The feedback configuration shown in Figure 3.43 is the most common op-amp circuit for obtaining what is known as an inverting amplifier.
provides the exact input-output relationship. In choosing element values with respect to op-amp characteristics, we can simplify the expression dramatically.
- Make the load resistance, RL, much larger than Rout. This situation drops the term from the second factor of (3.27).
- Make the resistor, R, smaller than Rin, which means that the term in the third factor is negligible.
With these two design criteria, the expression becomes
Because the gain is large and the resistance Rout is small, the first term becomes , leaving us with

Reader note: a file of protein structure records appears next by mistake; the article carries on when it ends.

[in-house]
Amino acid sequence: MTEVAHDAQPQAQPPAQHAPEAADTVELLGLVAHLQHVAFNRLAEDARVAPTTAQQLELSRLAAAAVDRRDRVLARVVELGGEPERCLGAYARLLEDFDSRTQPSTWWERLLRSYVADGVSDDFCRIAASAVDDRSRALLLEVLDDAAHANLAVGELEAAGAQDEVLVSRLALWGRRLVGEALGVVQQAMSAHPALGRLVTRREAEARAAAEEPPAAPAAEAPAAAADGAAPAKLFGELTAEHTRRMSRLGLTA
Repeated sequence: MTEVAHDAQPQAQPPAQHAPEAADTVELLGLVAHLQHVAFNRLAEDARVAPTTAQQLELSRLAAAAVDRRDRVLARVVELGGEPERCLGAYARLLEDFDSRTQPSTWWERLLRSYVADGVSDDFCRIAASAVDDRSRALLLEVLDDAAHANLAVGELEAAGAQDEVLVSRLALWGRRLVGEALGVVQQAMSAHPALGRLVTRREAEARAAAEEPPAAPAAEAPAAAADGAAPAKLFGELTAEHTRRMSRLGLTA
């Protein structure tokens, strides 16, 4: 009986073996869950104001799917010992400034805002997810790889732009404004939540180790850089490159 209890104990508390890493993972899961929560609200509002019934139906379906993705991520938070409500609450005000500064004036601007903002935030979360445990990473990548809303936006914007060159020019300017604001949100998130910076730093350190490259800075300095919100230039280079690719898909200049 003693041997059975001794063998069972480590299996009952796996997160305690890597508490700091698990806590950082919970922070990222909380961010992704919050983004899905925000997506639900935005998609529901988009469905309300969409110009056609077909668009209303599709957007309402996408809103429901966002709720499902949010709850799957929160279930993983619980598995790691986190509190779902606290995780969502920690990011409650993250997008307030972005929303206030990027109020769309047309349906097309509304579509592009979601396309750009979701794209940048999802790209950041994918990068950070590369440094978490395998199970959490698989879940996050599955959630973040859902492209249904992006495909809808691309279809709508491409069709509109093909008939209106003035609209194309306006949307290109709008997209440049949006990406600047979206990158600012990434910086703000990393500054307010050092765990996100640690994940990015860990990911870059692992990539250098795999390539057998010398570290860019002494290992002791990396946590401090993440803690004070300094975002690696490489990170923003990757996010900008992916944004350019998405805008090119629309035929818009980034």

If we select the values of RF and R so that (GR » RF), this factor will no longer depend on the op-amp's inherent gain, and it will equal .
Under these conditions, we obtain the classic input-output relationship for the op-amp-based inverting amplifier.
Consequently, the gain provided by our circuit is entirely determined by our choice of the feedback resistor RF and the input resistor R. It is always negative, and can be less than one or greater than one in magnitude. It cannot exceed the op-amp's inherent gain and should not produce such large outputs that distortion results (remember the power supply!). Interestingly, note that this relationship does not depend on the load resistance. This effect occurs because we use load resistances large compared to the op-amp's output resistance. Thus observation means that, if careful, we can place op-amp circuits in cascade, without incurring the effect of succeeding circuits changing the behavior (transfer function) of previous ones; see this problem (Problem 3.44).